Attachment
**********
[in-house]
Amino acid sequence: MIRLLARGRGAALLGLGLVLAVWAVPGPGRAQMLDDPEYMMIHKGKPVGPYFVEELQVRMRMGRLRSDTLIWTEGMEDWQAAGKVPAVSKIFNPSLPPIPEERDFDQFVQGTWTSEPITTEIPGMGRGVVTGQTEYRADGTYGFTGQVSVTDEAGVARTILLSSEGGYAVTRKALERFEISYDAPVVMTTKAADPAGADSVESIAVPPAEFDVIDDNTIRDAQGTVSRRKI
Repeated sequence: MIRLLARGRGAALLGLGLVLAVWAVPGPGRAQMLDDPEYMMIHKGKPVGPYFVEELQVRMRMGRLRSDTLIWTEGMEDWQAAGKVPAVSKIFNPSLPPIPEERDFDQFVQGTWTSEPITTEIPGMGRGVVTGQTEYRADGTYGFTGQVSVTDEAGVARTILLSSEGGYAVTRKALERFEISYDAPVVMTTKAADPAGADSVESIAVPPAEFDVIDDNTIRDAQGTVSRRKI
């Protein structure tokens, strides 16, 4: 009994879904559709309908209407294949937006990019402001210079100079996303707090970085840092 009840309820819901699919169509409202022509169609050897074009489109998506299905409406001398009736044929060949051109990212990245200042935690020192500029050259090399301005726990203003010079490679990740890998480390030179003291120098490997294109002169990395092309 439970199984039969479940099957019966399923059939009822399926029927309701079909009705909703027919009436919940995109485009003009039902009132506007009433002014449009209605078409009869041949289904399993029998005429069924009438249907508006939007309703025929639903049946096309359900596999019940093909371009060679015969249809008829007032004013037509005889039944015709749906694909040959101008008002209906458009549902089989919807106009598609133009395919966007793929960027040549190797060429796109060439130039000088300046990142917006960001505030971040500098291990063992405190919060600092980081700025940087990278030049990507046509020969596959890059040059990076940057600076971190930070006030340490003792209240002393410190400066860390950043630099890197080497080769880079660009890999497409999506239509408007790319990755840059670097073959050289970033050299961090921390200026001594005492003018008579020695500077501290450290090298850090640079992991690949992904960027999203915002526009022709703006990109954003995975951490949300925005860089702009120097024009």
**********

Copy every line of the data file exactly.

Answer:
[in-house]
Amino acid sequence: MIRLLARGRGAALLGLGLVLAVWAVPGPGRAQMLDDPEYMMIHKGKPVGPYFVEELQVRMRMGRLRSDTLIWTEGMEDWQAAGKVPAVSKIFNPSLPPIPEERDFDQFVQGTWTSEPITTEIPGMGRGVVTGQTEYRADGTYGFTGQVSVTDEAGVARTILLSSEGGYAVTRKALERFEISYDAPVVMTTKAADPAGADSVESIAVPPAEFDVIDDNTIRDAQGTVSRRKI
Repeated sequence: MIRLLARGRGAALLGLGLVLAVWAVPGPGRAQMLDDPEYMMIHKGKPVGPYFVEELQVRMRMGRLRSDTLIWTEGMEDWQAAGKVPAVSKIFNPSLPPIPEERDFDQFVQGTWTSEPITTEIPGMGRGVVTGQTEYRADGTYGFTGQVSVTDEAGVARTILLSSEGGYAVTRKALERFEISYDAPVVMTTKAADPAGADSVESIAVPPAEFDVIDDNTIRDAQGTVSRRKI
């Protein structure tokens, strides 16, 4: 009994879904559709309908209407294949937006990019402001210079100079996303707090970085840092 009840309820819901699919169509409202022509169609050897074009489109998506299905409406001398009736044929060949051109990212990245200042935690020192500029050259090399301005726990203003010079490679990740890998480390030179003291120098490997294109002169990395092309 439970199984039969479940099957019966399923059939009822399926029927309701079909009705909703027919009436919940995109485009003009039902009132506007009433002014449009209605078409009869041949289904399993029998005429069924009438249907508006939007309703025929639903049946096309359900596999019940093909371009060679015969249809008829007032004013037509005889039944015709749906694909040959101008008002209906458009549902089989919807106009598609133009395919966007793929960027040549190797060429796109060439130039000088300046990142917006960001505030971040500098291990063992405190919060600092980081700025940087990278030049990507046509020969596959890059040059990076940057600076971190930070006030340490003792209240002393410190400066860390950043630099890197080497080769880079660009890999497409999506239509408007790319990755840059670097073959050289970033050299961090921390200026001594005492003018008579020695500077501290450290090298850090640079992991690949992904960027999203915002526009022709703006990109954003995975951490949300925005860089702009120097024009």